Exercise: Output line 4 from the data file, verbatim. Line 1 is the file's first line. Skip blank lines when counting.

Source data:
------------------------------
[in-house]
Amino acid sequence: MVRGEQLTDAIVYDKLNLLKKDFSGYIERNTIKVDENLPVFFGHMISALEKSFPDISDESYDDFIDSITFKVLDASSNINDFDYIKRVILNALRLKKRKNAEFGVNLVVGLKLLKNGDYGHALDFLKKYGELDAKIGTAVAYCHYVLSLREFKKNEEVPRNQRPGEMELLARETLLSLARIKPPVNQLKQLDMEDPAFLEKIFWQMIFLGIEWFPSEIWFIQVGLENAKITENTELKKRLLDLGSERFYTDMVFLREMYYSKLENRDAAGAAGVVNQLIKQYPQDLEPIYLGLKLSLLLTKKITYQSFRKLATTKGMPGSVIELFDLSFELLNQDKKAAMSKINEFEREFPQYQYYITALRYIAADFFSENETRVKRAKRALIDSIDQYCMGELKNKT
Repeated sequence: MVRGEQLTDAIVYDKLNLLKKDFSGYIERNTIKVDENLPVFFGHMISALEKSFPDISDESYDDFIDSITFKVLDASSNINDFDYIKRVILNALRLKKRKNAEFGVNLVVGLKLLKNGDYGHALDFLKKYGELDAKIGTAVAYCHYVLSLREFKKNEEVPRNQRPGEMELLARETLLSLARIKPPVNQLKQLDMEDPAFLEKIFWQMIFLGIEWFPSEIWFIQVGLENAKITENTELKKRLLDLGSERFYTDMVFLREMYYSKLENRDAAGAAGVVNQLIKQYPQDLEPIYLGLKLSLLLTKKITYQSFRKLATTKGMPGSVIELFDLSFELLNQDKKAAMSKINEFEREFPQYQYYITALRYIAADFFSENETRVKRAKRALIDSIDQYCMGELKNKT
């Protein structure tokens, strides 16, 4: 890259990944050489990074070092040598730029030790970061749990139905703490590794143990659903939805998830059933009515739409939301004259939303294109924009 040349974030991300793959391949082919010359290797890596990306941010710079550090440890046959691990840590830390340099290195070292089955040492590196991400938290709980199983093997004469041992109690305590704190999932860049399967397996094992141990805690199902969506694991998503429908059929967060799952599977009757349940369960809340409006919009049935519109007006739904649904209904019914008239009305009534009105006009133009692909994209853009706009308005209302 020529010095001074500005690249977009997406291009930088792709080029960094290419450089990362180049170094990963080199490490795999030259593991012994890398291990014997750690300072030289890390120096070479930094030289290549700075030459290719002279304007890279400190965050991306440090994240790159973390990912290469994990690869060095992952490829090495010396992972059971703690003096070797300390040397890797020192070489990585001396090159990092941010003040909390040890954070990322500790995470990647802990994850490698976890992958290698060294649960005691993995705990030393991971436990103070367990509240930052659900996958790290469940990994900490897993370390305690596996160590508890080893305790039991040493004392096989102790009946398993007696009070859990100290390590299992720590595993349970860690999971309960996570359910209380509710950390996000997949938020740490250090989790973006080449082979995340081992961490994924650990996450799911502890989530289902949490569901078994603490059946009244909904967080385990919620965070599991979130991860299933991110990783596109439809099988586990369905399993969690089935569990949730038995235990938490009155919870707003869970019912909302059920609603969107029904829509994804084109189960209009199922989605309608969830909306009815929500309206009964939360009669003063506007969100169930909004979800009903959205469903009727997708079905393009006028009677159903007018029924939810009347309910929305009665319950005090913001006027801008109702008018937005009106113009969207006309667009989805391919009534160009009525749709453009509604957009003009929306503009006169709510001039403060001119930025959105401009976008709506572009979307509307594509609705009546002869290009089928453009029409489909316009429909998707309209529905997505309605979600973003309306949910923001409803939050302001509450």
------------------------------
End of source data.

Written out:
């Protein structure tokens, strides 16, 4: 890259990944050489990074070092040598730029030790970061749990139905703490590794143990659903939805998830059933009515739409939301004259939303294109924009 040349974030991300793959391949082919010359290797890596990306941010710079550090440890046959691990840590830390340099290195070292089955040492590196991400938290709980199983093997004469041992109690305590704190999932860049399967397996094992141990805690199902969506694991998503429908059929967060799952599977009757349940369960809340409006919009049935519109007006739904649904209904019914008239009305009534009105006009133009692909994209853009706009308005209302 020529010095001074500005690249977009997406291009930088792709080029960094290419450089990362180049170094990963080199490490795999030259593991012994890398291990014997750690300072030289890390120096070479930094030289290549700075030459290719002279304007890279400190965050991306440090994240790159973390990912290469994990690869060095992952490829090495010396992972059971703690003096070797300390040397890797020192070489990585001396090159990092941010003040909390040890954070990322500790995470990647802990994850490698976890992958290698060294649960005691993995705990030393991971436990103070367990509240930052659900996958790290469940990994900490897993370390305690596996160590508890080893305790039991040493004392096989102790009946398993007696009070859990100290390590299992720590595993349970860690999971309960996570359910209380509710950390996000997949938020740490250090989790973006080449082979995340081992961490994924650990996450799911502890989530289902949490569901078994603490059946009244909904967080385990919620965070599991979130991860299933991110990783596109439809099988586990369905399993969690089935569990949730038995235990938490009155919870707003869970019912909302059920609603969107029904829509994804084109189960209009199922989605309608969830909306009815929500309206009964939360009669003063506007969100169930909004979800009903959205469903009727997708079905393009006028009677159903007018029924939810009347309910929305009665319950005090913001006027801008109702008018937005009106113009969207006309667009989805391919009534160009009525749709453009509604957009003009929306503009006169709510001039403060001119930025959105401009976008709506572009979307509307594509609705009546002869290009089928453009029409489909316009429909998707309209529905997505309605979600973003309306949910923001409803939050302001509450």